Labour do not have the luxury of despair – inspiring people is the only way forward

The level of grassroots mobilisation in this election has been truly phenomenal, it is this the party must build on

Christine Berry
Saturday 14 December 2019 11:40
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Who will replace Jeremy Corbyn as Labour leader?

It was a sickening moment. Many of the Labour supporters who had battled the wind and rain all day to get the vote out, in our heart of hearts, expected the worst. But the worst turned out to be even more terrible than we could have imagined.

The unprecedented army of mostly young activists who turned out day after day to knock on doors will be left reeling and disorientated. There’s a serious risk that this result will be for them what the Iraq war was for my generation. We turned out on the streets in our hundreds of thousands, we felt the intoxicating power of collective action … and then we lost. The sense of powerlessness and disengagement that followed was overwhelming. If anything, this result is an even more visceral punch in the gut. To be ignored by an arrogant prime minister is arguably a less bitter pill to swallow than to lose so catastrophically at the ballot box.

So where do we go from here? Firstly, we must beware of easy answers. Too many people will be lining up to offer explanations for Labour’s defeat that conveniently confirm everything they already thought. The right will blame Jeremy Corbyn’s radicalism and propose a lurch back to a vanished ‘centre-ground’ - but this is simply not a credible diagnosis given the woeful showing of the Lib Dems and Change UK.

In response, the Corbynite left may be tempted to shove all the blame onto Brexit. This at least has the merit of being partly true: it now seems clear that maintaining an electoral coalition that straddled the Brexit divide became an impossible tightrope for Labour to walk. But it is not the whole story. Anyone who has knocked doors for Labour in this election will have heard the words, ‘I’ve always voted Labour but I just can’t vote for Corbyn’. To pretend otherwise is pointless: it will convince nobody and does our movement a disservice. The question is why people felt this way - and how the left can nurture future leadership figures that inspire trust in spite of the inevitable attacks from the media.

Secondly, we do not have the luxury of despair. This result will have devastating consequences for the most marginalised, from migrants and people of colour to the disabled and homeless. It is vital that we stand shoulder to shoulder with them. And one of the few positives of this election has been the left’s ability to force Johnson’s hand on issues from public investment to a Trump trade deal on the NHS. This is a role the movement can and must continue to play in opposition. The result does not negate the experience of collective care and determination that many activists have found in the course of the campaign. Indeed, it is exactly that spirit we will need to take forward if we are to do what is needed in the months and years to come.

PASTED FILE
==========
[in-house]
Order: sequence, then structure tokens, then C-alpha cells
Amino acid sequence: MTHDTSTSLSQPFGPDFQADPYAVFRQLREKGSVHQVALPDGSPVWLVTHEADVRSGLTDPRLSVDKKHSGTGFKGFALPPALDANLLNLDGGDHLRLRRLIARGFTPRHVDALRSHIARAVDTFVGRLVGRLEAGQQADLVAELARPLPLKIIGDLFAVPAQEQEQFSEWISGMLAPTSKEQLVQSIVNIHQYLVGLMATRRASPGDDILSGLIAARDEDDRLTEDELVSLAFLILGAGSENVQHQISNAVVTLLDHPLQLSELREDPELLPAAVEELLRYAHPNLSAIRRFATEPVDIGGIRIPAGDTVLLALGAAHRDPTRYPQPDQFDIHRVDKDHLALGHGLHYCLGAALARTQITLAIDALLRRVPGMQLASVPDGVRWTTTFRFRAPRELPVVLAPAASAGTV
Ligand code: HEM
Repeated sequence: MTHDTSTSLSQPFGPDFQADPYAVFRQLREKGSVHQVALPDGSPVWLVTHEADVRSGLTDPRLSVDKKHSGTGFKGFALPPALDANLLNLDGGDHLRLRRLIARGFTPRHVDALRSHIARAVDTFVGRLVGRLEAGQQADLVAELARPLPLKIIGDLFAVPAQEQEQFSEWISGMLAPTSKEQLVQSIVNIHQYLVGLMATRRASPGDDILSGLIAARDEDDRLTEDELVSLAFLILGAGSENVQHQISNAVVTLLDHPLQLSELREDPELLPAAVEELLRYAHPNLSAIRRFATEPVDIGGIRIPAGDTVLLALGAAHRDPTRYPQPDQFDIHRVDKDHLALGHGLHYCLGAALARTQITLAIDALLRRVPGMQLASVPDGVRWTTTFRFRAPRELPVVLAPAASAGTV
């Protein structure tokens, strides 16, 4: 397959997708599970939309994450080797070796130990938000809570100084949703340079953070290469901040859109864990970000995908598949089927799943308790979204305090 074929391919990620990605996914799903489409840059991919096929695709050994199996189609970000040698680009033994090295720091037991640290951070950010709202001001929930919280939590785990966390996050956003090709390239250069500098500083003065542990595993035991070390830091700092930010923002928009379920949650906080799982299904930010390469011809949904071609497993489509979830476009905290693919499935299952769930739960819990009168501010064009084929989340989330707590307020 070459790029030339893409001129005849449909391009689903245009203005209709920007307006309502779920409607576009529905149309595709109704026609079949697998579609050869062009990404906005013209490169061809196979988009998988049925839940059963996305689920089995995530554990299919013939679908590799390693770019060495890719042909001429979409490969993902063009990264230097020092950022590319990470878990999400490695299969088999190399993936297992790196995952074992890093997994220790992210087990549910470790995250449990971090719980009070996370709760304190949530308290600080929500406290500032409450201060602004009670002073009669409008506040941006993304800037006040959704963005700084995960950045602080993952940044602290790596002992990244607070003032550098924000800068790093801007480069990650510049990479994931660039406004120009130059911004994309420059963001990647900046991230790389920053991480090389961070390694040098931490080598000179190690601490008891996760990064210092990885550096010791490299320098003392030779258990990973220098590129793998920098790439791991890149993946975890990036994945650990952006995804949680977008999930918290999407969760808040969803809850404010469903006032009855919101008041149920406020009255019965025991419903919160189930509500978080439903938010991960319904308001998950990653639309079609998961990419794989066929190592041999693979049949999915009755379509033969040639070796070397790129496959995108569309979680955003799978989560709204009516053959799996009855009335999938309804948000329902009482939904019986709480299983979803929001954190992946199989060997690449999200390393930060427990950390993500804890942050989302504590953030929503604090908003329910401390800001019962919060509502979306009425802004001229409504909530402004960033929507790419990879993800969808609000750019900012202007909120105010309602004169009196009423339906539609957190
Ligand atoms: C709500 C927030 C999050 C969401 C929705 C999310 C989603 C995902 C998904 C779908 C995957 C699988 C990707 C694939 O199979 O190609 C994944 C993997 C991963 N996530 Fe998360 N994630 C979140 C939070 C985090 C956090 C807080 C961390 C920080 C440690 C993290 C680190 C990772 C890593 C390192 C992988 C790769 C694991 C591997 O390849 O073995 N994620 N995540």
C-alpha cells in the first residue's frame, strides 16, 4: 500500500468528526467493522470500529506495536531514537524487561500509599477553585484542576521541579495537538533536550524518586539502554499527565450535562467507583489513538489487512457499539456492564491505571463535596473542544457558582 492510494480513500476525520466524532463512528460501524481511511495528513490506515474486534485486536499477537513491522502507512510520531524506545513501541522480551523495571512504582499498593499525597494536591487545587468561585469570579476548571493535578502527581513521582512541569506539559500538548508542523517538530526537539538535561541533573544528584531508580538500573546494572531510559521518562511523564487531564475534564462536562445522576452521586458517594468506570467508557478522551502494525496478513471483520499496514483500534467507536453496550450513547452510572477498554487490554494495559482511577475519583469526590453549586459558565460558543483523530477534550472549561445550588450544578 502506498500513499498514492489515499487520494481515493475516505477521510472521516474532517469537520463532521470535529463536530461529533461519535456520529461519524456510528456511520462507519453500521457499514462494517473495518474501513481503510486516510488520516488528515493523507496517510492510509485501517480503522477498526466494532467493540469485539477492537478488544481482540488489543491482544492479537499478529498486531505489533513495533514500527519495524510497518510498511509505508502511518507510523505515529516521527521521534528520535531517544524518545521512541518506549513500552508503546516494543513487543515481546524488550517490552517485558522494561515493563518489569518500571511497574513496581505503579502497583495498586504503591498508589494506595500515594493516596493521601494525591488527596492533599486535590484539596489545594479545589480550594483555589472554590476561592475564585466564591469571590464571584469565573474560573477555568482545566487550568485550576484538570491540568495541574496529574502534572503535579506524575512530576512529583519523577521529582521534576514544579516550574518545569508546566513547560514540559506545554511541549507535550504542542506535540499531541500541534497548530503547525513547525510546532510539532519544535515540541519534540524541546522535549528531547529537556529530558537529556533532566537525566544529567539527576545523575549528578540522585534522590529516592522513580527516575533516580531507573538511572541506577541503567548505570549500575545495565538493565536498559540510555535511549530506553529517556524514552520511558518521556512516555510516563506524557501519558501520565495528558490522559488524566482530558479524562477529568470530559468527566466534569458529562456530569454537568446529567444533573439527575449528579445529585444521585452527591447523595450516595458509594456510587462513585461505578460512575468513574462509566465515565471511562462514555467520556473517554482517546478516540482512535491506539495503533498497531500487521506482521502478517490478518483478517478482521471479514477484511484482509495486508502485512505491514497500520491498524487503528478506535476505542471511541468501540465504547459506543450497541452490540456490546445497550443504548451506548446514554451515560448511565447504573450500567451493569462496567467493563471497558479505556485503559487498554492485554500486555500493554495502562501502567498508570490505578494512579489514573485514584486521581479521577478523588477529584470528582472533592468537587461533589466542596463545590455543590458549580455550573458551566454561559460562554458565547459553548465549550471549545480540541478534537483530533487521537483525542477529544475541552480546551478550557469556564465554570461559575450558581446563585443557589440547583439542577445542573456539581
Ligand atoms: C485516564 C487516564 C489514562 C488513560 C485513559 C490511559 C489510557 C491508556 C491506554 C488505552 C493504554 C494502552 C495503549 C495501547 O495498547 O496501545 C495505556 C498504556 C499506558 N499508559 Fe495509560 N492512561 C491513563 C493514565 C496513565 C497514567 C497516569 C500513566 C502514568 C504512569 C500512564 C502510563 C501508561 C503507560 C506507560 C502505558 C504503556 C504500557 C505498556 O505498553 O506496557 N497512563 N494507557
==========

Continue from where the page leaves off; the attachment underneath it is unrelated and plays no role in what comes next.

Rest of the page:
More fundamentally, this moment differs from my generation’s “Iraq moment” in one crucial respect. Iraq was an event, a single decision point that once lost was lost forever. The fight of today’s grassroots Labour movement is the fight to replace a visibly crumbling status quo with a new social and economic settlement. This fight was never only about Corbyn - he was simply the lightning rod that channelled the rage and hope of a generation into the Labour Party. Indeed, the almost accidental nature of his rise to power perhaps helps to explain why Corbyn was ultimately not the leadership figure who could take this project to electoral victory. But it does not end with his defeat.

Polling consistently shows that Labour’s policies for structural reform of the economy - from public ownership of the railways to workers on boards - are popular. There is certainly no serious evidence that they are to blame for this result. Indeed, part of the problem was that Labour did not tell a compelling story about the need for this transfer of power to the many, instead leading with a shopping list of spending pledges that seemed only to make voters disbelieving and disengaged. Ultimately, the problem was not that people did not want radical change but that Labour failed to inspire them to believe it was possible.

Thirdly, then, we must build on what we have. The level of grassroots mobilisation in this election has been truly phenomenal. In the end, it seems to have been largely overwhelmed by the national swing - but this may mask its significance and potential. Turning on the likes of Momentum would be exactly the wrong response. Instead, the question should be how to strengthen the movement’s roots in working class communities, not just at election time but all year round, and how to expand Labour’s activist base beyond the mostly young, white and middle class. Likewise, in the past two years the Labour Party has been the home of more serious, creative thinking about how to build a new economy and society than I have seen anywhere in my lifetime. It would be a grave mistake to throw this work under the bus. Instead the task is to nurture and develop it, and chart a path towards making it politically possible.

Labour’s defeat does not invalidate its insight that the system is in crisis. Indeed, a Johnson majority government is simply the latest evolution of this crisis. We hoped that this was our 1940s moment - a chance to build a new society from the wreckage of the 2008 crash. It now looks as though Britain and the wider world may first have to live through our 1930s moment - an era defined by rising far-right populism. It is a grim prospect. But it is one that we must face together, never letting go of the hope that has fuelled this campaign - the hope of a better world.

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